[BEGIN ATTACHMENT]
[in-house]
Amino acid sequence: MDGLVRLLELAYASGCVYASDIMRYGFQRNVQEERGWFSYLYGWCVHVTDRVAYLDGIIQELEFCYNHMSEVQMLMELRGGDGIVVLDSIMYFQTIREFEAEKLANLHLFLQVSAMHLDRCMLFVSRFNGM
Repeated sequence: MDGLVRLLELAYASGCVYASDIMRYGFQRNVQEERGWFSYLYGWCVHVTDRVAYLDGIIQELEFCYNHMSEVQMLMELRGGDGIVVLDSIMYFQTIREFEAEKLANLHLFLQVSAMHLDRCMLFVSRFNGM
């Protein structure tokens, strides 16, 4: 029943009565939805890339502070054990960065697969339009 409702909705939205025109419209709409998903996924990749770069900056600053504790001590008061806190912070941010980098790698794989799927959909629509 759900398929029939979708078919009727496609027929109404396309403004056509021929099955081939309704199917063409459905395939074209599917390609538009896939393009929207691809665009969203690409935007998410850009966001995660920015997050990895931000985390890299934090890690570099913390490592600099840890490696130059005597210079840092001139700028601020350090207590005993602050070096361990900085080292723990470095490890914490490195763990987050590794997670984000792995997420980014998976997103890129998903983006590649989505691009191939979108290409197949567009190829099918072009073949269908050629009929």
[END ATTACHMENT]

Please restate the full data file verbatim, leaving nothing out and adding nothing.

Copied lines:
[in-house]
Amino acid sequence: MDGLVRLLELAYASGCVYASDIMRYGFQRNVQEERGWFSYLYGWCVHVTDRVAYLDGIIQELEFCYNHMSEVQMLMELRGGDGIVVLDSIMYFQTIREFEAEKLANLHLFLQVSAMHLDRCMLFVSRFNGM
Repeated sequence: MDGLVRLLELAYASGCVYASDIMRYGFQRNVQEERGWFSYLYGWCVHVTDRVAYLDGIIQELEFCYNHMSEVQMLMELRGGDGIVVLDSIMYFQTIREFEAEKLANLHLFLQVSAMHLDRCMLFVSRFNGM
């Protein structure tokens, strides 16, 4: 029943009565939805890339502070054990960065697969339009 409702909705939205025109419209709409998903996924990749770069900056600053504790001590008061806190912070941010980098790698794989799927959909629509 759900398929029939979708078919009727496609027929109404396309403004056509021929099955081939309704199917063409459905395939074209599917390609538009896939393009929207691809665009969203690409935007998410850009966001995660920015997050990895931000985390890299934090890690570099913390490592600099840890490696130059005597210079840092001139700028601020350090207590005993602050070096361990900085080292723990470095490890914490490195763990987050590794997670984000792995997420980014998976997103890129998903983006590649989505691009191939979108290409197949567009190829099918072009073949269908050629009929």